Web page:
April 2017: Psychological Science
https://www.readbyqxmd.com/read/28269322/a-study-on-the-effect-of-multisensory-stimulation-in-behaving-rats
#8
Marianna Semprini, Fabio Boi, Valter Tucci, Alessandro Vato
This study explored the psychophysical effects of intracortical microstimulation (ICMS) coupled to auditory stimulation during a behavioral detection task in rats. ICMS directed to the sensory areas of the cortex can be instrumental in facilitating operant conditioning behavior. Moreover, multisensory stimulation promotes learning by enabling the subject to access multiple information channels. However, the extent to which multisensory information can be used as a cue to make decisions has not been fully understood...
August 2016: Conference Proceedings: Annual International Conference of the IEEE Engineering in Medicine and Biology Society
https://www.readbyqxmd.com/read/28268958/reward-value-is-encoded-in-primary-somatosensory-cortex-and-can-be-decoded-from-neural-activity-during-performance-of-a-psychophysical-task
#9
David B McNiel, John S Choi, John P Hessburg, Joseph T Francis
Encoding of reward valence has been shown in various brain regions, including deep structures such as the substantia nigra as well as cortical structures such as the orbitofrontal cortex. While the correlation between these signals and reward valence have been shown in aggregated data comprised of many trials, little work has been done investigating the feasibility of decoding reward valence on a single trial basis. Towards this goal, one non-human primate (macaca radiata) was trained to grip and hold a target level of force in order to earn zero, one, two, or three juice rewards...
August 2016: Conference Proceedings: Annual International Conference of the IEEE Engineering in Medicine and Biology Society
https://www.readbyqxmd.com/read/28238657/frogs-exploit-statistical-regularities-in-noisy-acoustic-scenes-to-solve-cocktail-party-like-problems
#10
Norman Lee, Jessica L Ward, Alejandro Vélez, Christophe Micheyl, Mark A Bee
Noise is a ubiquitous source of errors in all forms of communication [1]. Noise-induced errors in speech communication, for example, make it difficult for humans to converse in noisy social settings, a challenge aptly named the "cocktail party problem" [2]. Many nonhuman animals also communicate acoustically in noisy social groups and thus face biologically analogous problems [3]. However, we know little about how the perceptual systems of receivers are evolutionarily adapted to avoid the costs of noise-induced errors in communication...
March 6, 2017: Current Biology: CB
https://www.readbyqxmd.com/read/28227563/a-study-on-the-effect-of-multisensory-stimulation-in-behaving-rats
#11
Marianna Semprini, Fabio Boi, Valter Tucci, Alessandro Vato, Marianna Semprini, Fabio Boi, Valter Tucci, Alessandro Vato, Fabio Boi, Valter Tucci, Marianna Semprini, Alessandro Vato
This study explored the psychophysical effects of intracortical microstimulation (ICMS) coupled to auditory stimulation during a behavioral detection task in rats. ICMS directed to the sensory areas of the cortex can be instrumental in facilitating operant conditioning behavior. Moreover, multisensory stimulation promotes learning by enabling the subject to access multiple information channels. However, the extent to which multisensory information can be used as a cue to make decisions has not been fully understood...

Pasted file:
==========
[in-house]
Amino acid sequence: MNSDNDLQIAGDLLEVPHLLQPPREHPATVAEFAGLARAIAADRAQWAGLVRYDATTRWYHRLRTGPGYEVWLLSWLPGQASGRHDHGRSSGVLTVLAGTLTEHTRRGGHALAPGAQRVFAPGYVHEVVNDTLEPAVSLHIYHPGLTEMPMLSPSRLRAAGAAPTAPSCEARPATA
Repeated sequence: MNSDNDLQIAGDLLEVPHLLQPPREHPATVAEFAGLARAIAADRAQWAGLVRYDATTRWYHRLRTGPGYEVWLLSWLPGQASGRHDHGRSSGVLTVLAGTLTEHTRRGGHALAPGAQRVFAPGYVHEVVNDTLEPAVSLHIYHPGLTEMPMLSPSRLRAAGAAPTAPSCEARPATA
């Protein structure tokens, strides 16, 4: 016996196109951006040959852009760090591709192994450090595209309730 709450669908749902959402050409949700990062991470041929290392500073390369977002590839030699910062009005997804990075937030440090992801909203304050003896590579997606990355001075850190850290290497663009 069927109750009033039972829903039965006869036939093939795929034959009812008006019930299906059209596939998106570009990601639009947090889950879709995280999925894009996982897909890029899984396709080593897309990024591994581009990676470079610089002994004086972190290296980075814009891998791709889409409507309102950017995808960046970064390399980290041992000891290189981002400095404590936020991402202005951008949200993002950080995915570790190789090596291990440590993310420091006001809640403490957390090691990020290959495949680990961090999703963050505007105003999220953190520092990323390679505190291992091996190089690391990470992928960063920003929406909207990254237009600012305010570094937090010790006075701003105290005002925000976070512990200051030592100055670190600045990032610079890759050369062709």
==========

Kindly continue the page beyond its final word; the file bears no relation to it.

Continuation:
August 2016: Conference Proceedings: Annual International Conference of the IEEE Engineering in Medicine and Biology Society
https://www.readbyqxmd.com/read/28227165/reward-value-is-encoded-in-primary-somatosensory-cortex-and-can-be-decoded-from-neural-activity-during-performance-of-a-psychophysical-task
#12
David B McNiel, John S Choi, John P Hessburg, Joseph T Francis, David B McNiel, John S Choi, John P Hessburg, Joseph T Francis, John P Hessburg, Joseph T Francis, John S Choi, David B McNiel
Encoding of reward valence has been shown in various brain regions, including deep structures such as the substantia nigra as well as cortical structures such as the orbitofrontal cortex. While the correlation between these signals and reward valence have been shown in aggregated data comprised of many trials, little work has been done investigating the feasibility of decoding reward valence on a single trial basis. Towards this goal, one non-human primate (macaca radiata) was trained to grip and hold a target level of force in order to earn zero, one, two, or three juice rewards...
August 2016: Conference Proceedings: Annual International Conference of the IEEE Engineering in Medicine and Biology Society
https://www.readbyqxmd.com/read/28224320/forward-masking-in-cochlear-implant-users-electrophysiological-and-psychophysical-data-using-pulse-train-maskers
#13
Youssef Adel, Gaston Hilkhuysen, Arnaud Noreña, Yves Cazals, Stéphane Roman, Olivier Macherey
Electrical stimulation of auditory nerve fibers using cochlear implants (CI) shows psychophysical forward masking (pFM) up to several hundreds of milliseconds. By contrast, recovery of electrically evoked compound action potentials (eCAPs) from forward masking (eFM) was shown to be more rapid, with time constants no greater than a few milliseconds. These discrepancies suggested two main contributors to pFM: a rapid-recovery process due to refractory properties of the auditory nerve and a slow-recovery process arising from more central structures...
June 2017: Journal of the Association for Research in Otolaryngology: JARO
https://www.readbyqxmd.com/read/28207576/relationship-between-peripheral-and-psychophysical-measures-of-amplitude-modulation-detection-in-cochlear-implant-users